Older children may become more interested in talking or socializing with other people but may not understand social conventions or the needs of others. As an example, the child may continue talking about a topic of their own interest with complete disregard for the interests of the listener.

Individuals with ASD are not interested in sharing activities, interests, or achievements; this is referred to as impaired joint attention. Joint attention is a normal behavior in which an infant or toddler tries to share interest, amusement, or fear with a caretaker. The child does this by purposefully looking back and forth between an object and the eyes of the caretaker (usually by 8 to 10 months of age) or by pointing to the object (usually by 14 to 16 months of age). Older children with ASD may not show or bring an object to the caretaker.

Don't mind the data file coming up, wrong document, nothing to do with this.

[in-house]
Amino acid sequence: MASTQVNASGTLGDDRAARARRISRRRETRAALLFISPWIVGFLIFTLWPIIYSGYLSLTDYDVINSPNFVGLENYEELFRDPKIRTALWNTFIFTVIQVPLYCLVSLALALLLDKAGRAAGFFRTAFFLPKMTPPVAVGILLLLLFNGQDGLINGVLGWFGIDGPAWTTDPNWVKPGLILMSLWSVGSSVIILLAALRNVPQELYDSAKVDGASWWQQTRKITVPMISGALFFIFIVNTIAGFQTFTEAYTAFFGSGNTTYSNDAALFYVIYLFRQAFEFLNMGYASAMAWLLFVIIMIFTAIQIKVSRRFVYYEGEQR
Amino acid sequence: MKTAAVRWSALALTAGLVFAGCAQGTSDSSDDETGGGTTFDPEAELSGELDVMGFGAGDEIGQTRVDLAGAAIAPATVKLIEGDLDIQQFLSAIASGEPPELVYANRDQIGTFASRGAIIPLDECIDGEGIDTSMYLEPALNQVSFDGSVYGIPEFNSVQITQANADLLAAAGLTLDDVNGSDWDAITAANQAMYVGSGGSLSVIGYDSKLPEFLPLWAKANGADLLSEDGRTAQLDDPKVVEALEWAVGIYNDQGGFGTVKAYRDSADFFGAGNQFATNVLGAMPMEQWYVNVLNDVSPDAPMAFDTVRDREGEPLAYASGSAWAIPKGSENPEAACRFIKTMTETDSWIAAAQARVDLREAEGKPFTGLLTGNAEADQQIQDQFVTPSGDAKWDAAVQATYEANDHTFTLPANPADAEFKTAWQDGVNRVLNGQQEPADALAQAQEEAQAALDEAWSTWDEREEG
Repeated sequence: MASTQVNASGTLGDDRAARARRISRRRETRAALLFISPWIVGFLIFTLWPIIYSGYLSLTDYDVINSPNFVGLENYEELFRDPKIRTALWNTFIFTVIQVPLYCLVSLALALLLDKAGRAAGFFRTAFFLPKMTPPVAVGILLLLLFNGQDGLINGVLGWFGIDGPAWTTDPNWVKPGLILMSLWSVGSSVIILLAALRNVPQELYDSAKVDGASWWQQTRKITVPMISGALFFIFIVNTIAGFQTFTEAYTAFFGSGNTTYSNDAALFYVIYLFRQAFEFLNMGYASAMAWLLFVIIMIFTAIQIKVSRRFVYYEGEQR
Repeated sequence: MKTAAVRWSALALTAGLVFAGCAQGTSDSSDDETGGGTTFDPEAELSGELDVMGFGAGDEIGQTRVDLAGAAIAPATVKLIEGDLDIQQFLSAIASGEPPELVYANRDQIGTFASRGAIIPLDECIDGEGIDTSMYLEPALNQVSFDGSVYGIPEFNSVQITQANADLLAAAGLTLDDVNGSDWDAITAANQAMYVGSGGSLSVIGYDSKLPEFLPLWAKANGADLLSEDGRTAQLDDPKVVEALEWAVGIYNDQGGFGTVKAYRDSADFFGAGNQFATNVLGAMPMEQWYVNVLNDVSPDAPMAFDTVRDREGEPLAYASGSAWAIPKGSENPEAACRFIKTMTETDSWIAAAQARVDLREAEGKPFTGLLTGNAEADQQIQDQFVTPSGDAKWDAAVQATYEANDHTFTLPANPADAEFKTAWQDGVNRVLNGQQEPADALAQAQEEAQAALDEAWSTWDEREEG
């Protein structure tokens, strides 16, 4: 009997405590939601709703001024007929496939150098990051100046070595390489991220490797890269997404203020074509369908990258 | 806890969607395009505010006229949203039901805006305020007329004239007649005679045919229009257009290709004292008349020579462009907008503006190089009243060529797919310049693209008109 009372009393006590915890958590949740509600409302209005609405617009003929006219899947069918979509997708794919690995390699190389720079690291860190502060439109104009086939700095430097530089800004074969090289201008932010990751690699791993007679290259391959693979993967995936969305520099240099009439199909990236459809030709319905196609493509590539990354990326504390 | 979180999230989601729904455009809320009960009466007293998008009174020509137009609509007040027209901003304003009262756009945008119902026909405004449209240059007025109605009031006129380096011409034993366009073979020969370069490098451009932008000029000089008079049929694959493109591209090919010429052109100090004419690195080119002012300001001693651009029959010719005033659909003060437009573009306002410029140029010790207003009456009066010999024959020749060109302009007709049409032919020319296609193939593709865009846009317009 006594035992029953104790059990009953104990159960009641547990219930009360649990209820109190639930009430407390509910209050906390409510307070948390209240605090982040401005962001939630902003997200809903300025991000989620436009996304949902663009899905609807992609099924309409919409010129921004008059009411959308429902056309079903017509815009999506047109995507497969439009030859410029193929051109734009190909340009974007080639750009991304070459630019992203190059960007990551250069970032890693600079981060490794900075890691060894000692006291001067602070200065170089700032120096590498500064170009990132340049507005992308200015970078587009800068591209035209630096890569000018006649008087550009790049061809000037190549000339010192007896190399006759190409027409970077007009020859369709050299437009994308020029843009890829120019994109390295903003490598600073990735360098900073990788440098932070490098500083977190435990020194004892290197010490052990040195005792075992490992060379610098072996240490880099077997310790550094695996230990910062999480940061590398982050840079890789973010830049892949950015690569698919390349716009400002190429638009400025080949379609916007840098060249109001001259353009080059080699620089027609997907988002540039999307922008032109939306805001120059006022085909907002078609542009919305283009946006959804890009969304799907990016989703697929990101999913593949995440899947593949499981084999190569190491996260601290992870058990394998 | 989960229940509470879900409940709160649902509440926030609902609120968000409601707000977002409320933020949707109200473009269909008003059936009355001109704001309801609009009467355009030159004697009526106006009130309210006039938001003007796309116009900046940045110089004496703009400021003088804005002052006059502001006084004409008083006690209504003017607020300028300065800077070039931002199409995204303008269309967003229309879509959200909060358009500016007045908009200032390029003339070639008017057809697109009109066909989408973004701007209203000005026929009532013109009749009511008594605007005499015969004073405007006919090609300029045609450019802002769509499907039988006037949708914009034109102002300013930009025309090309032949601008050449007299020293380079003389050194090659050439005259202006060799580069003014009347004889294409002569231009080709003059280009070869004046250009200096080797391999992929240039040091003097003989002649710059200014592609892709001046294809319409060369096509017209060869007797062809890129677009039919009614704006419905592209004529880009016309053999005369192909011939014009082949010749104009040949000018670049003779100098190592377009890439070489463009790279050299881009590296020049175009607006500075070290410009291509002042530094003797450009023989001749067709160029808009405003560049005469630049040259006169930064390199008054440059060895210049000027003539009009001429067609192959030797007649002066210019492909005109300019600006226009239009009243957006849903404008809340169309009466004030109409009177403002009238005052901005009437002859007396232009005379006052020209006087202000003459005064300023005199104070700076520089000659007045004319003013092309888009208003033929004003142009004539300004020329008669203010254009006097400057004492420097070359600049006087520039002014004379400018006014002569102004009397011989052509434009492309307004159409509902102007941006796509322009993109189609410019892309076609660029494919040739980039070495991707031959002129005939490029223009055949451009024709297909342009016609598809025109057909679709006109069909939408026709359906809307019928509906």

Individuals with ASD are sometimes not able to share a pleasurable activity with others. As an example, the child may prefer to play alone amidst a crowd of children engaged in the same activity.

Nonverbal behaviors — Individuals with ASD have difficulty using and interpreting nonverbal behaviors such as eye contact, facial expression, gestures, and body postures. For example, a child may not be able to understand the facial expressions associated with anger or annoyance.

During infancy, parents may notice that the baby resists cuddling, avoids eye contact, or does not spread the arms in anticipation of being picked up; however, these behaviors are not universal.

Restricted and repetitive behavior, activities, and interests